The Family Heirloom

The Family Heirloom

Earlier this week, I was thinking about how rarely you see ’37 Ford hot rods. When the subject comes up, my mind jumps to a pair of favorites: Orville Elgie’s “Family Plan Panel,” which wowed the crowds at the first Street Rod Nationals in Peoria and Ryan Reed’s in-the-weeds, Cordoba Tan tire-fryer. They’re not common machines—but when they’re done right, they certainly warrant a walk around.

Take Gordon Kolberg’s San Diego-based ’37, for example. Originally purchased by his grandfather right off the showroom floor, Gordon—a San Diego Prowlers member—eventually got it after his father and older brother had their fun. And when it was finally his turn, he dug right in.

Off came the body and fenders as the coupe was brought down to the bare frame. The Blue Oval drivetrain was replaced with a 3×2-fed Corvette 327 backed by a four-speed. Up front, Gordon brought the nose down to earth, while the car was outfitted with a ’Vette rear stuffed with 4.56 gears out back. In the rolling stock department, he secured a set of American Racing five-spokes and wrapped them in big and little Denman tires.

When it came to the body, Gordon knew he had a good thing going. He kept the handles, hood sides, bumpers, windshield wiper—the whole deal. No chopping, channeling or sectioning needed here. With the sheetmetal straight as can be, he had the coupe slathered in black lacquer and finished off with thick white pinstriping by Art Gonzales. For the interior, he looked to the team at Kizer’s Top for the rich Oxblood tuck’n roll. As a final touch, he had his initials stitched into the rear trunk panel.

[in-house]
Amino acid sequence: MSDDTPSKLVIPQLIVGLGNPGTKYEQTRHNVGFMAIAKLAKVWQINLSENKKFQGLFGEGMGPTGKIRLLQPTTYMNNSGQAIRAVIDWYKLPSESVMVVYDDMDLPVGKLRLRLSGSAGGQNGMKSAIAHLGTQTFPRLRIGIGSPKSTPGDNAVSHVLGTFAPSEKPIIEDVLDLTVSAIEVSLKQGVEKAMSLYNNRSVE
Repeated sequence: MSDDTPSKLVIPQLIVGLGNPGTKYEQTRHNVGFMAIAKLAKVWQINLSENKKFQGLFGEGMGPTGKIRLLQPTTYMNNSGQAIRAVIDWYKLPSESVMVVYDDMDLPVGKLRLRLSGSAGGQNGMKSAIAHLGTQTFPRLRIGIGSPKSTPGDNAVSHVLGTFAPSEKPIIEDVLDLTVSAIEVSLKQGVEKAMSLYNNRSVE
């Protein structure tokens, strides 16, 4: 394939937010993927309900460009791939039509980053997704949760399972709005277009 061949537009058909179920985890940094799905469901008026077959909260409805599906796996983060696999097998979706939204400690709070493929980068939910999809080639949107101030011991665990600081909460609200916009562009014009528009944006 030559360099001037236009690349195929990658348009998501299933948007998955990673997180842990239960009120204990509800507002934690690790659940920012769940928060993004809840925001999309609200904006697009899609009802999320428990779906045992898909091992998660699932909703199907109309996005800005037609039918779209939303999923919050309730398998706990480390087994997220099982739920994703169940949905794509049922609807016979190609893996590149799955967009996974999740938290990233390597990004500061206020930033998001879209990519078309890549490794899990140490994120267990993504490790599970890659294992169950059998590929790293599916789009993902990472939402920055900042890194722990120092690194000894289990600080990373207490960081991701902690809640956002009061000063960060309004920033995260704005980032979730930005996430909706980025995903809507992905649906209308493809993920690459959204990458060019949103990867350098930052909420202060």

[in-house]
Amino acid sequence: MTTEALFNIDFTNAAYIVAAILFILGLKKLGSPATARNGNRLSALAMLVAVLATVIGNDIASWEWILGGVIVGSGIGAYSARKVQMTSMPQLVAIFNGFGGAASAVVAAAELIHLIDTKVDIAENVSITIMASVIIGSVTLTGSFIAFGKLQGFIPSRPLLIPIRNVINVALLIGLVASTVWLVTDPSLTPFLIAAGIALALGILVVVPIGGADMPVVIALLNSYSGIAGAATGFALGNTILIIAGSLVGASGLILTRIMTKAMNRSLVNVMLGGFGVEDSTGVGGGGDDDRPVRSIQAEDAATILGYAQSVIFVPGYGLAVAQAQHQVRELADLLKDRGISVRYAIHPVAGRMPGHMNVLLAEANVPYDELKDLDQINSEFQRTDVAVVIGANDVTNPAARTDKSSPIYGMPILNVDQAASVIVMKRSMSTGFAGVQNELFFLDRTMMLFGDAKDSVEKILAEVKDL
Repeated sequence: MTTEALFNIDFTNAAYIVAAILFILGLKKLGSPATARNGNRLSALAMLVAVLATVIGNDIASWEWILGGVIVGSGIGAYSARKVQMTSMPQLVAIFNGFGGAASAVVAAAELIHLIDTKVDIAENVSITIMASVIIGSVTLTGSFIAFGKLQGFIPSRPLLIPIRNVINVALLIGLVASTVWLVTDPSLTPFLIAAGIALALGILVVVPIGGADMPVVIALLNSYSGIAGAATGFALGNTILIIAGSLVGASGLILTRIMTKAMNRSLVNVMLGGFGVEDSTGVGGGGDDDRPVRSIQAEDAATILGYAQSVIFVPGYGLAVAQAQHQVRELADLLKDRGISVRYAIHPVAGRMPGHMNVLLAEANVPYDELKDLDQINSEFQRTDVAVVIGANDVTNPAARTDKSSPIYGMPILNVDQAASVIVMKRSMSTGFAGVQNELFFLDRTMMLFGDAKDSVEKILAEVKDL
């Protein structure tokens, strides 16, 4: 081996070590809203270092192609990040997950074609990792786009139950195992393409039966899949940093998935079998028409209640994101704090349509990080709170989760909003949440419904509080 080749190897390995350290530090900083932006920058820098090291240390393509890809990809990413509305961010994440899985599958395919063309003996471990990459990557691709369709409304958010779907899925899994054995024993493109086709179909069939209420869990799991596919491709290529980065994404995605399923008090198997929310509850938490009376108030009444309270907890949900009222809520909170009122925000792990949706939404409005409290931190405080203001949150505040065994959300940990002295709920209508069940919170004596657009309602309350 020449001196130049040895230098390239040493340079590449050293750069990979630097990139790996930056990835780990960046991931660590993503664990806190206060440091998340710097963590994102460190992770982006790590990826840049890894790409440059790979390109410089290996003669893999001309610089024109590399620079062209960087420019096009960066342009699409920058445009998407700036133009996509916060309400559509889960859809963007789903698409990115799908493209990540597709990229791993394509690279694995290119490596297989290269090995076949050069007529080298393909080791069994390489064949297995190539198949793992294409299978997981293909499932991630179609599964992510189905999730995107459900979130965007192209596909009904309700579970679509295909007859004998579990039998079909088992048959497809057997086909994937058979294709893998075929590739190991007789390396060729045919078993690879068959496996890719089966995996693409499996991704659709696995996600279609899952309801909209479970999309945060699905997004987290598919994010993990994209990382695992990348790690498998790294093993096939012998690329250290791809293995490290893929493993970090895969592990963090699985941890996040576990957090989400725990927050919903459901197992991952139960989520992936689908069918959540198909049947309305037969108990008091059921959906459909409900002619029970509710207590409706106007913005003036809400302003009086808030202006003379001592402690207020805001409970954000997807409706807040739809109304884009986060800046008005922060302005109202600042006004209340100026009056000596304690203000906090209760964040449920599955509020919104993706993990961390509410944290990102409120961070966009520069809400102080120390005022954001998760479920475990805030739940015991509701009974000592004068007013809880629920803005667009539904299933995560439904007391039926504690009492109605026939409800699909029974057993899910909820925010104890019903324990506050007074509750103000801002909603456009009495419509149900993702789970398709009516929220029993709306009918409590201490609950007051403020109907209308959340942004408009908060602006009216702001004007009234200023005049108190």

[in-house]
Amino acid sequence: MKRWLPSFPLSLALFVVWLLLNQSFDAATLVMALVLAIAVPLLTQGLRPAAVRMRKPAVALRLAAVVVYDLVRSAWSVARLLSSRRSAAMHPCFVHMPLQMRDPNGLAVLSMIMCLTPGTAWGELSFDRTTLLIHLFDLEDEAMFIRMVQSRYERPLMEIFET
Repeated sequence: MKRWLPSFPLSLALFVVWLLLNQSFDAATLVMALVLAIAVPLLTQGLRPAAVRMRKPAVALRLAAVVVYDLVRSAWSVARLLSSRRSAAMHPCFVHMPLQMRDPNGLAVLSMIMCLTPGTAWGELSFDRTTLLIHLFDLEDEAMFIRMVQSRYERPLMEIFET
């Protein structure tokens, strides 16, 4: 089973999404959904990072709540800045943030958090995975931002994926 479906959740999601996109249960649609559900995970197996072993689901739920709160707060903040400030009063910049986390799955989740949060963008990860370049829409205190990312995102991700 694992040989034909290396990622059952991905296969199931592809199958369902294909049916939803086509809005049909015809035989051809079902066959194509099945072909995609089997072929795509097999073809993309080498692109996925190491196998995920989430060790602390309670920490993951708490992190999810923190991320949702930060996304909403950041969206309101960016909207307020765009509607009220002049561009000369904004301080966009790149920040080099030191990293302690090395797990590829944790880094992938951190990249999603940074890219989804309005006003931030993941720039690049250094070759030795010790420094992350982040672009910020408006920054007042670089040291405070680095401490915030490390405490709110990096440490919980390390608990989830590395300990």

There’s no doubt that Gordon’s coupe had class—but don’t for one second think that hindered him from racking up the miles. From serving pace car duty at Balboa Stadium and 100+mph drag strip blasts to hauling a 16-foot trailer, Mr. Kolberg and his coupe did it all. And the best part? Rumor has it that he still owns the car after all these years. That’s my kind of family heirloom.

Joey Ukrop

 Photos by Bob Hardee, Car Craft, November 1963

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